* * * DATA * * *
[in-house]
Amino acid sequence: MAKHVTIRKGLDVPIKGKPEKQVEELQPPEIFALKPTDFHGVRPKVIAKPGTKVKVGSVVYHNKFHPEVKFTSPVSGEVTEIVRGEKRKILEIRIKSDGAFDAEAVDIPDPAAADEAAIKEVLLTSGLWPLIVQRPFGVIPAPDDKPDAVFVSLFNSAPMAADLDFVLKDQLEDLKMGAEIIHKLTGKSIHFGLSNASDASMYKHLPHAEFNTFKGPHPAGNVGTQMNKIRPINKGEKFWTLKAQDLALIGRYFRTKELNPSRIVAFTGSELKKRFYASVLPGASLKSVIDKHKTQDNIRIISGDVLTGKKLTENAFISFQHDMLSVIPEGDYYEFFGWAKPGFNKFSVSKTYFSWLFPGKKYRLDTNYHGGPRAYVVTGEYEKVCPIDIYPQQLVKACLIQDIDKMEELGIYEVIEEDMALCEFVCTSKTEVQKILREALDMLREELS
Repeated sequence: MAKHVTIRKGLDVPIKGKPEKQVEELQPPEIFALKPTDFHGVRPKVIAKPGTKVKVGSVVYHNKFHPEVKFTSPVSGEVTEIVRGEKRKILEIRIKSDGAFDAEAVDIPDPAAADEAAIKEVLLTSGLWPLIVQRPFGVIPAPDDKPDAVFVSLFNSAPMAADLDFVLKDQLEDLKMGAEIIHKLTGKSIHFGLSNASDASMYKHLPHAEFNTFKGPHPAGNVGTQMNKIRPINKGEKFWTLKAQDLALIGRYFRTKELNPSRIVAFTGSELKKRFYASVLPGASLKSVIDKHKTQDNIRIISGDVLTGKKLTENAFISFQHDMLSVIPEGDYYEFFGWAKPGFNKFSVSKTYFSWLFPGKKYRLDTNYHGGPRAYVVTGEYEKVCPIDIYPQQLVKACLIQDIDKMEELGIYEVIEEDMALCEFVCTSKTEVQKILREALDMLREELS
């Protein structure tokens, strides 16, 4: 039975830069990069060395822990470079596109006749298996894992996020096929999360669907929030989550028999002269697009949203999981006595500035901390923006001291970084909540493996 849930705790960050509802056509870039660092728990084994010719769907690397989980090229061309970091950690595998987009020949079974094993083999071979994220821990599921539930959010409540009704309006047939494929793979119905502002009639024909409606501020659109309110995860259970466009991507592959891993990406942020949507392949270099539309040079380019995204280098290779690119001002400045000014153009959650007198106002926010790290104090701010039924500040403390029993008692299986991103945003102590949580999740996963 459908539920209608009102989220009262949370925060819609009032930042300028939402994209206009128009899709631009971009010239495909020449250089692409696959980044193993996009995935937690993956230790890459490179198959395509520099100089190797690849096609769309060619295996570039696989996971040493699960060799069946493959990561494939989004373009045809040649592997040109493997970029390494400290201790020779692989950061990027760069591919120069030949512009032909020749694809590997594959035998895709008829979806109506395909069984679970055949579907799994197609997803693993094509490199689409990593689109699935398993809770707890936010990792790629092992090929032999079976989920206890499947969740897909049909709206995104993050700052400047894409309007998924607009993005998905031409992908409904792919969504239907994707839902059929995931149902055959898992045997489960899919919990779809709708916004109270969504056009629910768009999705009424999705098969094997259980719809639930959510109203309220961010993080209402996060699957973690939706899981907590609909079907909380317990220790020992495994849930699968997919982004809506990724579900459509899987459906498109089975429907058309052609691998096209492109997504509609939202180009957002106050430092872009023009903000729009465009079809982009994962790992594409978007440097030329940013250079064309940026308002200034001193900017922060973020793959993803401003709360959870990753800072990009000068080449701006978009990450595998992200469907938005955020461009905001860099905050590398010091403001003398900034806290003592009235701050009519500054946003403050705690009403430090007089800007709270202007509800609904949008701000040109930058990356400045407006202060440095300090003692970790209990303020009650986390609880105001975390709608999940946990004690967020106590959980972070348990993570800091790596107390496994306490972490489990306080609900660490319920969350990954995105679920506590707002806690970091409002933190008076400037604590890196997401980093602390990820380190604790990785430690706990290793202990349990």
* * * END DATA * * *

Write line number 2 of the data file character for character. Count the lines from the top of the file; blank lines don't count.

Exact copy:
Amino acid sequence: MAKHVTIRKGLDVPIKGKPEKQVEELQPPEIFALKPTDFHGVRPKVIAKPGTKVKVGSVVYHNKFHPEVKFTSPVSGEVTEIVRGEKRKILEIRIKSDGAFDAEAVDIPDPAAADEAAIKEVLLTSGLWPLIVQRPFGVIPAPDDKPDAVFVSLFNSAPMAADLDFVLKDQLEDLKMGAEIIHKLTGKSIHFGLSNASDASMYKHLPHAEFNTFKGPHPAGNVGTQMNKIRPINKGEKFWTLKAQDLALIGRYFRTKELNPSRIVAFTGSELKKRFYASVLPGASLKSVIDKHKTQDNIRIISGDVLTGKKLTENAFISFQHDMLSVIPEGDYYEFFGWAKPGFNKFSVSKTYFSWLFPGKKYRLDTNYHGGPRAYVVTGEYEKVCPIDIYPQQLVKACLIQDIDKMEELGIYEVIEEDMALCEFVCTSKTEVQKILREALDMLREELS